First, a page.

Right back: Like his opposite number, Trent Alexander-Arnold is The Man in this fullback slot. Much Twitter commentary has been expended this pre-season, complaining about how the offense doesn’t function the same without Trent, who’s been out with a minor injury. Given that he scored 4 goals and assisted 13 more (breaking his own record (set the year before) for assists by a defender), it’s not hard to understand why. That adds up to an average of .48 GIs per 90. For a fullback. Similar to Robbo, Trent’s SCA average has done nothing but rise over the last three seasons, topping out at 4.28 per 90 last year. Unlike Robbo, Trent’s defensive actions are still weighted toward our third of the field (37-15-6 in tackles), which perhaps speaks to the different role and relationship that Trent has with Jordan Henderson on the right side, as opposed to Robbo’s link with Gini Wijnaldum on the left. Gini doesn’t cover as much for Robbo, given the latter’s great pace, whereas Trent tends to venture farther forward on a regular basis, depending on Hendo and Gomez to cover for him with their speed and, thus, largely intercepting attackers once they’ve made some forward progress to our zone. Trent has also been, of course, one of our most frequent corner kickers, whereas Robbo has only recently assumed some of that duty.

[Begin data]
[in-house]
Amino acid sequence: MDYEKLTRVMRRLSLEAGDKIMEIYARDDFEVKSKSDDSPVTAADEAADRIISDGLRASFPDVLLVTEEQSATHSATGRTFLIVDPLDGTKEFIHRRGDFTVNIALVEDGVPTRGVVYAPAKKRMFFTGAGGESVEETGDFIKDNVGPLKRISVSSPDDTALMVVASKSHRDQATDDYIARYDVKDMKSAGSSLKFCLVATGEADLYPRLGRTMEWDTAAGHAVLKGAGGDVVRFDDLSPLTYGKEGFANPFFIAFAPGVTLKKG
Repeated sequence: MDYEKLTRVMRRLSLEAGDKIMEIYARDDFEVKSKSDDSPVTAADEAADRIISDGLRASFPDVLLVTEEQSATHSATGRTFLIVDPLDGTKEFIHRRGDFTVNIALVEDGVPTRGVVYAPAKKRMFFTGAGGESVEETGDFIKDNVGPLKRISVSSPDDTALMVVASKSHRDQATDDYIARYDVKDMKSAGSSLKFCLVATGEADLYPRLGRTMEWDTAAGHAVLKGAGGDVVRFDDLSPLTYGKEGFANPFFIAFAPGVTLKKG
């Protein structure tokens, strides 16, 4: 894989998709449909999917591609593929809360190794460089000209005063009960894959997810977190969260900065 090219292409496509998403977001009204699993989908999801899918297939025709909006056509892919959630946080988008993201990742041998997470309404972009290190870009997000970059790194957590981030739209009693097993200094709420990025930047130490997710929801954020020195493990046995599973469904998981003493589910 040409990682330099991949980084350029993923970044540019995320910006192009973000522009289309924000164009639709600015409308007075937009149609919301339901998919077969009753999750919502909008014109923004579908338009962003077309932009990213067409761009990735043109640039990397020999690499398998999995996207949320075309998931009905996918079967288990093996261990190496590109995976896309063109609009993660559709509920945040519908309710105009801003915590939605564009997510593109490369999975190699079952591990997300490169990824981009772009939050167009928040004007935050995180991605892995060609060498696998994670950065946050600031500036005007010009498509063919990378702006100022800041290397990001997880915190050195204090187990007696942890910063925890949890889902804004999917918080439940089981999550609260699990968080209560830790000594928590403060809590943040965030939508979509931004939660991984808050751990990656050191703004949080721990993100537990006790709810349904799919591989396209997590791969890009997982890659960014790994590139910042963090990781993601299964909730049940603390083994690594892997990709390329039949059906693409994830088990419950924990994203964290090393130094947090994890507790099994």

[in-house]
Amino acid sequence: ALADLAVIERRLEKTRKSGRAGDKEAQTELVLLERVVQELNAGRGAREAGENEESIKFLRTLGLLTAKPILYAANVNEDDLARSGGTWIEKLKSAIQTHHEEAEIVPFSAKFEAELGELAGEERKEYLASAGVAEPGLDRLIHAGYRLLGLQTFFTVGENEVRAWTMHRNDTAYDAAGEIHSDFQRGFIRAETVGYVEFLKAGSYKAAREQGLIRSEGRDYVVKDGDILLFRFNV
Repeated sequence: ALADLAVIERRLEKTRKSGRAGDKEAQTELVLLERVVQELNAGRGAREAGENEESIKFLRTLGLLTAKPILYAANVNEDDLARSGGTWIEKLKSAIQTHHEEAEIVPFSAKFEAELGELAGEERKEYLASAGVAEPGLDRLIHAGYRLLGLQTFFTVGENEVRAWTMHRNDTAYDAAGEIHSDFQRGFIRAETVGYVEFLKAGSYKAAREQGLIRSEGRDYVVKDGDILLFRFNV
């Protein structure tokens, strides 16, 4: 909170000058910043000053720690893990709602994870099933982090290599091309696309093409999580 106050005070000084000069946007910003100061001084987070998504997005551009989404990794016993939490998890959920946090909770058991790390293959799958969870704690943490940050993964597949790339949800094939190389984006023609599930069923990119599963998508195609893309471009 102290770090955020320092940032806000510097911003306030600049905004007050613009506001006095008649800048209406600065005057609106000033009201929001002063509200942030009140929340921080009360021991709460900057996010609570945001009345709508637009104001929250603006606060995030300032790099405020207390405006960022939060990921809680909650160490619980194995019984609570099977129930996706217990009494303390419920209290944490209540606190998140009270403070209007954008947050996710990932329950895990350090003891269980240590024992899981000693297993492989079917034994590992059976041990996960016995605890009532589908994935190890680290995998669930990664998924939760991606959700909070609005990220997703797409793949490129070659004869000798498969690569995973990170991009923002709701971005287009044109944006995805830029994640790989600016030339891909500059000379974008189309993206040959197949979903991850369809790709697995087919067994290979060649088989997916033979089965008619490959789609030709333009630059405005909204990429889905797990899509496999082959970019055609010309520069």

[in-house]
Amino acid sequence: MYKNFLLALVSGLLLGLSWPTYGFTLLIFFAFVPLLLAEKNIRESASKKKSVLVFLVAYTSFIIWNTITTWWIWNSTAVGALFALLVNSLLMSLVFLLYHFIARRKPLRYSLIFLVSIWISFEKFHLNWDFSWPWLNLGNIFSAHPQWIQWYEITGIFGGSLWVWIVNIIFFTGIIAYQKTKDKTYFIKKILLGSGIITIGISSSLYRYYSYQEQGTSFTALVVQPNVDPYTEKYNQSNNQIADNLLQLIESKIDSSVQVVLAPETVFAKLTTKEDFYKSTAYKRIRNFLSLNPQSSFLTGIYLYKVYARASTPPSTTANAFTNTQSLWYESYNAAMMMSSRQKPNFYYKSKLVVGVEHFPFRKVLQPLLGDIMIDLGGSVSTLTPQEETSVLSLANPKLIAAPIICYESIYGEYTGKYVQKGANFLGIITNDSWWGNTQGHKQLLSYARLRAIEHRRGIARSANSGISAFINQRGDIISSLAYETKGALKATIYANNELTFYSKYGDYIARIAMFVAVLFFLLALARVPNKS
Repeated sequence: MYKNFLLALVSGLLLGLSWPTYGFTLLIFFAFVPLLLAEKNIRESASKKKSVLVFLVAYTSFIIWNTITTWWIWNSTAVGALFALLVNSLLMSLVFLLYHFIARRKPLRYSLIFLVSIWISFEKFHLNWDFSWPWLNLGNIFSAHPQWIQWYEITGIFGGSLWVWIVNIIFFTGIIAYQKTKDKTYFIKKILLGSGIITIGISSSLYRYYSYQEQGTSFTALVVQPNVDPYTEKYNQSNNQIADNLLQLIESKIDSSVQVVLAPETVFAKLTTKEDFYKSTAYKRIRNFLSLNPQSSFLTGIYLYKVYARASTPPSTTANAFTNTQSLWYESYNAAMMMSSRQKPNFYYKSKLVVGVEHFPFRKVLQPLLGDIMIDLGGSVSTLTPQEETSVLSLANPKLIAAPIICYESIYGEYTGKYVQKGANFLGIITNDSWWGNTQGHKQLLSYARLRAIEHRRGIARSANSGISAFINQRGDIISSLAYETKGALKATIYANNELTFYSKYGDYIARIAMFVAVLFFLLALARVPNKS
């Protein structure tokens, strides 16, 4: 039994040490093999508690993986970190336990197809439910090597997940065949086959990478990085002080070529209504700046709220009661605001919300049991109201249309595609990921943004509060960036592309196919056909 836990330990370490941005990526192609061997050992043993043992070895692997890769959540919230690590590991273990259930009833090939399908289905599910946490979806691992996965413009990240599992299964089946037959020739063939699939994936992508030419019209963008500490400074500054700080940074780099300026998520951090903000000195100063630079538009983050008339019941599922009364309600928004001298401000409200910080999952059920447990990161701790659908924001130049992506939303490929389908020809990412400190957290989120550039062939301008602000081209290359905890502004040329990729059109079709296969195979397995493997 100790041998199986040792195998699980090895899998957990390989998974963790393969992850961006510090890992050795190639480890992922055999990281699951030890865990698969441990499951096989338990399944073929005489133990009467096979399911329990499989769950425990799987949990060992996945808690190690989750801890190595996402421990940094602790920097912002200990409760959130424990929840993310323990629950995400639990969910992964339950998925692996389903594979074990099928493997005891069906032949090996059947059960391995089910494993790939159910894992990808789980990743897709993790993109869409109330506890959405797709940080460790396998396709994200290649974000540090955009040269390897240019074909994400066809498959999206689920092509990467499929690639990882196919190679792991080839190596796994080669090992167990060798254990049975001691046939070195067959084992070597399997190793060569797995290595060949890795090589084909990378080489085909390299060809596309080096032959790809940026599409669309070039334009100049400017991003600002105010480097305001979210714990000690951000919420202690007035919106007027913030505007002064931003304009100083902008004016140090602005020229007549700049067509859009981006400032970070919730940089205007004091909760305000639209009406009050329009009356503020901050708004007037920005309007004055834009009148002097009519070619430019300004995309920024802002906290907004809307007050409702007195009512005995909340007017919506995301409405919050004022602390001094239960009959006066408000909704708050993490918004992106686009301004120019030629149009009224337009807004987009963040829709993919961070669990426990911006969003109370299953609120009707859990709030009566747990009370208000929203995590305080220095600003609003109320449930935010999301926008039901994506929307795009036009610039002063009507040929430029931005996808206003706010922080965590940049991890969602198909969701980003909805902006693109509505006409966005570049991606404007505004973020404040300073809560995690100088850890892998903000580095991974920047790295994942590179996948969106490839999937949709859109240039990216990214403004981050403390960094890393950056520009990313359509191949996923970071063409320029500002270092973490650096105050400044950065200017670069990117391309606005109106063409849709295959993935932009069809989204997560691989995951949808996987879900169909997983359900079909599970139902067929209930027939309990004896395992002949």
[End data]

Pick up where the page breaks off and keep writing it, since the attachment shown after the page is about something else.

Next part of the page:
Fellow academy product, Neco Williams, is Trent’s backup #1 at RB, making for one of the youngest duos in one position in the PL. While his play has shown a great deal of speed and attacking verve, the defensive end of it has been a little rockier. I think he took too much heat for the performance in the Community Shield, but there’s no surprise that a 19-year-old might need a bit more experience when it comes to positioning and how to suss out where his man is going. Backup #1A is Joe Gomez, who has plenty of experience in (and speed for) the position, but lacks the crossing ability that both Trent and Neco have in abundance.
Further backups: Jordan Henderson, Ki-Jana Hoever.